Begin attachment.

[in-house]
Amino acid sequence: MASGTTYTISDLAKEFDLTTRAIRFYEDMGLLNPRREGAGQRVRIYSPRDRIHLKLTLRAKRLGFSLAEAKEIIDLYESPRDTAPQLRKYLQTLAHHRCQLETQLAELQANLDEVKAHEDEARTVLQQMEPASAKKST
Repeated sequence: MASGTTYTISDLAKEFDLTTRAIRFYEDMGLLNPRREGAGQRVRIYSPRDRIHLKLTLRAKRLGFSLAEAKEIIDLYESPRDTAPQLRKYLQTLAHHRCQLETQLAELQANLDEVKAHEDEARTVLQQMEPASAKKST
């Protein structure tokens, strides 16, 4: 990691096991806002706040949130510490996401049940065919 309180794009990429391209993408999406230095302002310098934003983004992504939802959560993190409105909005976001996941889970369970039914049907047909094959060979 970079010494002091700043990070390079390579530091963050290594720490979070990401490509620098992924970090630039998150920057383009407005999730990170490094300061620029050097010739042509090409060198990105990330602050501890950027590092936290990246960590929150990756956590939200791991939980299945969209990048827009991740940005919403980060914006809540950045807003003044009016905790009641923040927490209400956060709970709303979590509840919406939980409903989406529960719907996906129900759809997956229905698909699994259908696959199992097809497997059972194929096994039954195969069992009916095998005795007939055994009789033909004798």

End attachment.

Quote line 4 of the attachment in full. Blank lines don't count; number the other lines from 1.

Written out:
């Protein structure tokens, strides 16, 4: 990691096991806002706040949130510490996401049940065919 309180794009990429391209993408999406230095302002310098934003983004992504939802959560993190409105909005976001996941889970369970039914049907047909094959060979 970079010494002091700043990070390079390579530091963050290594720490979070990401490509620098992924970090630039998150920057383009407005999730990170490094300061620029050097010739042509090409060198990105990330602050501890950027590092936290990246960590929150990756956590939200791991939980299945969209990048827009991740940005919403980060914006809540950045807003003044009016905790009641923040927490209400956060709970709303979590509840919406939980409903989406529960719907996906129900759809997956229905698909699994259908696959199992097809497997059972194929096994039954195969069992009916095998005795007939055994009789033909004798």